Page 185 - British Inquiry into Loss of RMS Titanic Day 1 - 5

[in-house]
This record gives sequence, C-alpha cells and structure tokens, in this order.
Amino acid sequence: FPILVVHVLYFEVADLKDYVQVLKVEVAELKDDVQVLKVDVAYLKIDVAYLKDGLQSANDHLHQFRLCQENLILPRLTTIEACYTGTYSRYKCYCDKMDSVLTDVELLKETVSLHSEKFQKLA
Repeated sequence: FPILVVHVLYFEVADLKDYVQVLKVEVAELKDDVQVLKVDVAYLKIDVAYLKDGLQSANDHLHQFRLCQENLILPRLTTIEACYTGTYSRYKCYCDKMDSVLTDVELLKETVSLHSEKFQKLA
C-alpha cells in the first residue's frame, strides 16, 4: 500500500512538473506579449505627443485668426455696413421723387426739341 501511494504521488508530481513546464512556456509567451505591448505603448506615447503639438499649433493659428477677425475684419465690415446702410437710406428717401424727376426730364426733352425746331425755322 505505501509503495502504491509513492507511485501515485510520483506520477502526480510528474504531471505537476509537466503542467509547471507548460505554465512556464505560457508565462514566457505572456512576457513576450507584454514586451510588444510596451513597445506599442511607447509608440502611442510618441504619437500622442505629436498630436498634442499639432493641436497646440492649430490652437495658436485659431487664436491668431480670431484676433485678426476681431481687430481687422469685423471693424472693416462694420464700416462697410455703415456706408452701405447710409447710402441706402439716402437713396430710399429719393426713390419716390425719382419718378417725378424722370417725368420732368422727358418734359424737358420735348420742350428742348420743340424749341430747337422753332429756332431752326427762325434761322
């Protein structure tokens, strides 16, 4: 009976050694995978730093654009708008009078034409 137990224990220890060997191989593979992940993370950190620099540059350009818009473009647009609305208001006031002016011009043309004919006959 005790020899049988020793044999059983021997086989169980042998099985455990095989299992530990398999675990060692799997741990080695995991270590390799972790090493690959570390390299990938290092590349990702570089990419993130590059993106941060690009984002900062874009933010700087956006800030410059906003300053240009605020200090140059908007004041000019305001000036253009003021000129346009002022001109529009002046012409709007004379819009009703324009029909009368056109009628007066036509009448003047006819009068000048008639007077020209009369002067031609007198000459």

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3573. Was it not just in the immediate vicinity of the “Titanic” that people were struggling in the water? - We did not see anybody struggling where we were. 3574. Were the crew of your boat rowing quite easily? - Two of us were rowing very easy. 3575. I noted you said when you rowed this mile and a half each way you did it remarkably quickly? - Well, I think we could do it again. 3576. Is it fair to assume that if the officer had given instructions on his own account, on his own responsibility, instead of consulting frightened passengers? - They were not frightened. 3577. You might have got back in a short time to the people struggling in the water? - I do not think they were frightened. 3578. But they advised him not to go to the rescue of those people? - I think that was their answer. And he acted on their advice, instead of on his own responsibility. The Commissioner: I understand, Mr. Scanlan, that they were in fear of some iceberg. 3579. (Mr. Scanlan.) What distance from you was the iceberg that you were in fear of? - I think as to the one we saw we could hear the water swish up against it. We could not have been very far from it. We could not have been far because everyone distinctly heard it. The Commissioner: I wish you would put your questions to him quite plainly and distinctly, if you will. Was he of opinion that there was any cowardice on the part of the man who accepted the suggestion of the ladies, because that is, as I understand, what you are suggesting. 3580. (Mr. Scanlan.) If I may say so with deference, my Lord, do not wish to suggest cowardice. What I do feel inclined to suggest is that there was a great lack of discretion on the part of the officer in charge of a boat which could be rowed easily, in not rowing to the rescue of those people. I would not like to say it was cowardice, my Lord. (To the Witness.) Can you explain why it was, with an unfilled boat, the fourth officer failed to go to the rescue of the drowning people? - I have answered the question. 3581. It was because the ladies protested? - Yes. I have answered that question. 3582. If you had had charge of the boat, would you have gone back? - I do not suppose I would have done any more than he did. He acted as an Englishman. Examined by Mr. HARBINSON. 3583. Just one question. Have you any notion as to which class the majority of passengers in your boat belonged? - I think they belonged mostly to the third or second. I could not recognise them when I saw them in the first-class, and I should have known them if there were any prominent people. 3584. Most of them were in the boat when you came along? - No. 3585. You put them in? - No. Mr. Ismay tried to walk round and get a lot of women to come to our boat. He took them across to the starboard side then - our boat was standing - I stood by my boat a good ten minutes or a quarter of an hour. 3586. At that time did the women display a disinclination to enter the boat? - Yes. 3587. Do you know as a matter of fact if reassuring statements had been made to them that everything was all right? - I could not tell you. I could not tell you all those people. 3588. Did you say as a matter of fact yesterday that you heard Mr. Andrews say to some ladies he thought it would be all right? - I think he did not know the full strength of it. 3589. You mean he did not know how dangerous it was? - Certainly not; he could not have known. 3590. (The Commissioner.) I understand you to say that when you got into the boat you did not think the condition of the “Titanic” was dangerous? - Oh, yes, I did; I thought so then, when I got into the boat. 3591. Then I have not got it down right? - I thought so then.
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